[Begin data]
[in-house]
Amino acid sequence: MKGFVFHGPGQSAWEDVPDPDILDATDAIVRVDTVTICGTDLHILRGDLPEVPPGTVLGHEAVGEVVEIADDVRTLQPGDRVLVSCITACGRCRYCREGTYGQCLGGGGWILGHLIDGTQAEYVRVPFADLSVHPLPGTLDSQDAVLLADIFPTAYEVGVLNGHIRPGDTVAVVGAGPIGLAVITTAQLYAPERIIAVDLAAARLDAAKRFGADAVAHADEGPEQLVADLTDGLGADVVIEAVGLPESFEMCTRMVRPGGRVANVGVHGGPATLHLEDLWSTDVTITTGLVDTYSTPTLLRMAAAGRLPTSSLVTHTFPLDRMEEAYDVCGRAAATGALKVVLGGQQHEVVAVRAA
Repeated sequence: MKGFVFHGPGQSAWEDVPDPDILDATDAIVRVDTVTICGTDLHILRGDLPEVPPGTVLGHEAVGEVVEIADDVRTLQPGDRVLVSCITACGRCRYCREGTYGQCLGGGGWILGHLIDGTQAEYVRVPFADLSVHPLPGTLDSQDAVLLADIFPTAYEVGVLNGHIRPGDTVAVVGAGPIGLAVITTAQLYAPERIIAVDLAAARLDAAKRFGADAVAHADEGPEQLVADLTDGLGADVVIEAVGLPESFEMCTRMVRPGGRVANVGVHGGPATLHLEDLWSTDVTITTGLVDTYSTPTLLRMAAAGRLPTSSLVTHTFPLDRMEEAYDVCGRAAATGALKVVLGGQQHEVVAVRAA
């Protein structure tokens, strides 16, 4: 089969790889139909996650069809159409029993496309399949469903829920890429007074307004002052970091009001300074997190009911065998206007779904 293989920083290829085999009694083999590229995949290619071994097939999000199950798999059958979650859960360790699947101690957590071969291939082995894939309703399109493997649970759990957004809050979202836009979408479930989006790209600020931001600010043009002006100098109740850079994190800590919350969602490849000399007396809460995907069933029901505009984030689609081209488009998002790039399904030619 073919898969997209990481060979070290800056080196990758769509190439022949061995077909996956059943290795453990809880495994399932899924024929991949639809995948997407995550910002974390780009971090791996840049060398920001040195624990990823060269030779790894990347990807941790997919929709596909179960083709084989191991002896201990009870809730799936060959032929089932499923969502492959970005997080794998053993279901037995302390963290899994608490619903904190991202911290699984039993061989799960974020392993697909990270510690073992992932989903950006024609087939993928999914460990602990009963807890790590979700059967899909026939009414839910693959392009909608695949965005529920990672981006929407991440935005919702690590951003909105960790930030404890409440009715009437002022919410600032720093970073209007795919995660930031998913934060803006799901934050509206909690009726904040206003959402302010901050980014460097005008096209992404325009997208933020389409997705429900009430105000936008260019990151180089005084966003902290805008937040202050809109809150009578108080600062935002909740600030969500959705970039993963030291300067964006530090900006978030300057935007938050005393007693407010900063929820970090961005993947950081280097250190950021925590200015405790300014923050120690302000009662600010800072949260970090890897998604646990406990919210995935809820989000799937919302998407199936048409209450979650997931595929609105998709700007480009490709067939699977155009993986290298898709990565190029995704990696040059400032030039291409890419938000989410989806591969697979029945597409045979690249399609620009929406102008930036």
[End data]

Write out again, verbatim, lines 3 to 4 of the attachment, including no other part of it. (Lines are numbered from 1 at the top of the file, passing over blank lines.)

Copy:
Repeated sequence: MKGFVFHGPGQSAWEDVPDPDILDATDAIVRVDTVTICGTDLHILRGDLPEVPPGTVLGHEAVGEVVEIADDVRTLQPGDRVLVSCITACGRCRYCREGTYGQCLGGGGWILGHLIDGTQAEYVRVPFADLSVHPLPGTLDSQDAVLLADIFPTAYEVGVLNGHIRPGDTVAVVGAGPIGLAVITTAQLYAPERIIAVDLAAARLDAAKRFGADAVAHADEGPEQLVADLTDGLGADVVIEAVGLPESFEMCTRMVRPGGRVANVGVHGGPATLHLEDLWSTDVTITTGLVDTYSTPTLLRMAAAGRLPTSSLVTHTFPLDRMEEAYDVCGRAAATGALKVVLGGQQHEVVAVRAA
């Protein structure tokens, strides 16, 4: 089969790889139909996650069809159409029993496309399949469903829920890429007074307004002052970091009001300074997190009911065998206007779904 293989920083290829085999009694083999590229995949290619071994097939999000199950798999059958979650859960360790699947101690957590071969291939082995894939309703399109493997649970759990957004809050979202836009979408479930989006790209600020931001600010043009002006100098109740850079994190800590919350969602490849000399007396809460995907069933029901505009984030689609081209488009998002790039399904030619 073919898969997209990481060979070290800056080196990758769509190439022949061995077909996956059943290795453990809880495994399932899924024929991949639809995948997407995550910002974390780009971090791996840049060398920001040195624990990823060269030779790894990347990807941790997919929709596909179960083709084989191991002896201990009870809730799936060959032929089932499923969502492959970005997080794998053993279901037995302390963290899994608490619903904190991202911290699984039993061989799960974020392993697909990270510690073992992932989903950006024609087939993928999914460990602990009963807890790590979700059967899909026939009414839910693959392009909608695949965005529920990672981006929407991440935005919702690590951003909105960790930030404890409440009715009437002022919410600032720093970073209007795919995660930031998913934060803006799901934050509206909690009726904040206003959402302010901050980014460097005008096209992404325009997208933020389409997705429900009430105000936008260019990151180089005084966003902290805008937040202050809109809150009578108080600062935002909740600030969500959705970039993963030291300067964006530090900006978030300057935007938050005393007693407010900063929820970090961005993947950081280097250190950021925590200015405790300014923050120690302000009662600010800072949260970090890897998604646990406990919210995935809820989000799937919302998407199936048409209450979650997931595929609105998709700007480009490709067939699977155009993986290298898709990565190029995704990696040059400032030039291409890419938000989410989806591969697979029945597409045979690249399609620009929406102008930036």